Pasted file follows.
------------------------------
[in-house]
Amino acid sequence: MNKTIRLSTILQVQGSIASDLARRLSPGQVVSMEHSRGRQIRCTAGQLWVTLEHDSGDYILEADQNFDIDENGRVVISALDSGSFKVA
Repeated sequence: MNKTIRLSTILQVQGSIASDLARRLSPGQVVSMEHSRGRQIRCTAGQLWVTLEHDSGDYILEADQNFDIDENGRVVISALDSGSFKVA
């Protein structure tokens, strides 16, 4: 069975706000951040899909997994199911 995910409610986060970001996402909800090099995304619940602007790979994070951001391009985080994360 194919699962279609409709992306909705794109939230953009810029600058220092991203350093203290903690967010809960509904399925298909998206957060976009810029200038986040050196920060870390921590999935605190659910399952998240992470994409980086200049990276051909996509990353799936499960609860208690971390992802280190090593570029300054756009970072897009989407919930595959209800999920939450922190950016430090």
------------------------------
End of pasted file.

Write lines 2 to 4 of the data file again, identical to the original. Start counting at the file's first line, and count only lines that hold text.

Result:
Amino acid sequence: MNKTIRLSTILQVQGSIASDLARRLSPGQVVSMEHSRGRQIRCTAGQLWVTLEHDSGDYILEADQNFDIDENGRVVISALDSGSFKVA
Repeated sequence: MNKTIRLSTILQVQGSIASDLARRLSPGQVVSMEHSRGRQIRCTAGQLWVTLEHDSGDYILEADQNFDIDENGRVVISALDSGSFKVA
């Protein structure tokens, strides 16, 4: 069975706000951040899909997994199911 995910409610986060970001996402909800090099995304619940602007790979994070951001391009985080994360 194919699962279609409709992306909705794109939230953009810029600058220092991203350093203290903690967010809960509904399925298909998206957060976009810029200038986040050196920060870390921590999935605190659910399952998240992470994409980086200049990276051909996509990353799936499960609860208690971390992802280190090593570029300054756009970072897009989407919930595959209800999920939450922190950016430090």